The data from the 1860 Census and the History of Wages for New York and New Jersey are significantly different. I believe that the History of Wages data is out of line for both New York and New Jersey. The Census data for farm laborers in 1860 ranges from $10.66 per month ($127.92 per year ) with board (Delaware) to $16.04 per month ($192.48 per year) (Rhode Island), with New York at $13.19 per month ($158.28 per year) and New Jersey at $11.91 ($142.92). The History of Wages reports $.88 per day ($274.56 per year at six days a week) for New York and $.42 per day ($131.04 per year) in 1860, which is way out of line with all the states in the 1860 Census data. Moreover, the 1865 New York Census included a question for the local enumerators about farm wages in 1860. My review of the 1865 New York Census responses has been limited to certain areas of Upstate New York, but they were all around $15 a month (or less)--$180 per year. As a result, I have used the 1860 Census data as a starting point rather than the History of Wages data in calculating the ratio for farm laborers. I also note that Stanley Lebergott used the 1860 Census data in Manpower in Economic Growth: The United States Record Since 1860 (at 263). The question then becomes how to adjust the 1860 census data to 1862. The History of Wages reports that wages for farm laborers increased in New York by 13.6% from 1860 to 1862, but decreased in New Jersey by 40.5%. Wages for common laborers increased by 5.7% from 1860 to 1862 (Lebergott at 298), while nonfarm wages in general increased by 2.9% (Historical Statistics of the United States at 66). I have used 6% to adjust the 1860 Census data to 1862.

(3) Lebergott assumed "a generally low level of skill" for factory hands and estimated their wage as the same as laborers. (At 302)

(4) The History of Wages treats carpenters and joiners as a single occupation. The 1860 Census treats them as separate occupations. The History of Wages reports Carpenters' and Joiners' wages for four of the Eastern States for 1862-- Connecticut, Massachusetts, New York and Pennsylvania--and five for 1864 and 1865--the same four plus New Jersey. (At 160) For these states, the workforce percentage includes both Carpenters and Joiners.

(5) Lebergott, Manpower in Economic Growth at 300-301.

(6) New York Tribune, March 30, 1860 at 5. See also Lebergott at 530.

(7) The "seasonal" wage is calculated by multiplying the average monthly wage for men in 1860 (Lebergott at 302) by the length of the school year in 1864 (California Department of Education, Annual Report, (1866) at 43)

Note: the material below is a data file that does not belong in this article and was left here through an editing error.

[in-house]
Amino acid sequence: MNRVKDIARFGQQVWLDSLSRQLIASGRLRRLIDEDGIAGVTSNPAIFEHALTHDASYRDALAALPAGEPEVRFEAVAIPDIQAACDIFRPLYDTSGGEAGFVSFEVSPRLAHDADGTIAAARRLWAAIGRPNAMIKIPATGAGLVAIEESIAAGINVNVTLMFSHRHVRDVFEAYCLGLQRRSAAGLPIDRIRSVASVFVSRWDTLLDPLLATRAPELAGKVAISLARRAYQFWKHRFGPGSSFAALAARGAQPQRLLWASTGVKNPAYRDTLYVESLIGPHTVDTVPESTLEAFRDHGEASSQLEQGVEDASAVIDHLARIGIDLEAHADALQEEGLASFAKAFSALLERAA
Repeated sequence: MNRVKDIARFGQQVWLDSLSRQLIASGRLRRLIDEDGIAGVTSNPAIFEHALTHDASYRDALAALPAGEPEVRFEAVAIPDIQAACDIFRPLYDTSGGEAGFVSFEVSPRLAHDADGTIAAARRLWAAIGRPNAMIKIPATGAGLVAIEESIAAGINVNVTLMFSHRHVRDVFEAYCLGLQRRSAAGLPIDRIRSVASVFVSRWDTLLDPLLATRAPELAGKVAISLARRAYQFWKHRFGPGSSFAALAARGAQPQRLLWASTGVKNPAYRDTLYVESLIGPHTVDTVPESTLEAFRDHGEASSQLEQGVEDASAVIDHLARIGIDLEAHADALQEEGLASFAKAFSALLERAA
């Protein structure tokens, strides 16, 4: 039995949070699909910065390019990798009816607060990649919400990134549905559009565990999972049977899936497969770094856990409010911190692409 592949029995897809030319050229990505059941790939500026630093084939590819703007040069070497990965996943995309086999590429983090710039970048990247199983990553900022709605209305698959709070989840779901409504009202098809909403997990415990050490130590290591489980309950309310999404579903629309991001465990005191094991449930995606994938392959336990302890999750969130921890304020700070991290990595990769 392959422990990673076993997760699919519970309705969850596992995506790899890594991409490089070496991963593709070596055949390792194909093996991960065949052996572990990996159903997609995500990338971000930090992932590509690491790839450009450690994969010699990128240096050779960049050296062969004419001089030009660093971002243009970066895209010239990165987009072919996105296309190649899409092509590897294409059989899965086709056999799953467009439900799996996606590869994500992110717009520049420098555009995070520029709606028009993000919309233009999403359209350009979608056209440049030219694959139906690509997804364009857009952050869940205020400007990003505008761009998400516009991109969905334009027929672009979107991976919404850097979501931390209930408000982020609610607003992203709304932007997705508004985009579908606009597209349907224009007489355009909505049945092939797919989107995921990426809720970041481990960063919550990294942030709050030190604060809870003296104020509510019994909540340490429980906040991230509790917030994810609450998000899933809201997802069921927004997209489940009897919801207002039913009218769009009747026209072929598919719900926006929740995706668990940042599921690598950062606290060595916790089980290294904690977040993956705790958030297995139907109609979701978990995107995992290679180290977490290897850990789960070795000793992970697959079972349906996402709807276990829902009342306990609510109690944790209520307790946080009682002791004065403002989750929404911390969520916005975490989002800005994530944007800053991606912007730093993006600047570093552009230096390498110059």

(8) The History of Wages divided "weavers," "spinners" and "dyers” by “cotton goods” and “woolen goods,” while the 1860 Census combined them in a single occupation.

(9) Lebergott estimated coachmakers' wages as the same as blacksmiths' wages. (At 302)

(10) Lebergott estimated Cabinetmakes' wages at 1.58 times laborers wages. (See Lebergott at 301)

(11) Lebergott estimated harnessasmakers' wages as the same as blacksmiths' wages. (At 302)

(12) Lebergott estimated the average wage for teamsters as 1.26 times the average wage for laborers. (Lebergott at 299)

(13) Lebergott estimated Tinsmiths' wages as the same as Blacksmiths' wages. (Lebergott at 301)

(14) Lebergott estimated Wheelwrights' wages as 1.44 times Laborers' wages. (Lebergott at 301)

(15) "Boatmen were not readily distinguishable in their character, attainments, or skills from common labor." (Lebergott at 322) "A flat rate of $1 a day appears throughout this long [1795-1860] period..., with the war time rise beginning in 1862. (Id. at 325) I have used the wage rate for Laborers.

(16) Lebergott estimated printers' wages as 1.55 times labororers wages. (See 301, 298)

(17) Lebergott estimated the average wage for coopers as the same as for carpenters and I have followed that here. (Lebergott at 301) However, for the only state for which wage data was available for both coopers and carpenters in the History of Wages--New York, the average wage for carpenters was 36% higher in 1864 and 24% higher in 1862. (History of Wages at 160, 460)

(18) Lebergott estimated tanners' wages as the same as laborers' wages. (At 302)

(19) Lebergott estimated Millwrights' wages as the same as Machinists' wages and I have followed that here. (Lebergott at 301) The only state for which wage data for both Millwrights and Machinists is reported in the History of Wages is Pennsylvania. For 1862, the ratio of the average Millwright's wages to the average Machinist's wages was 1.1 and for 1864 1.2. (History of Wages at 299, 308)

(20) Lebergott estimated lumbermen's wages as the same as laborers' wages. (At 302)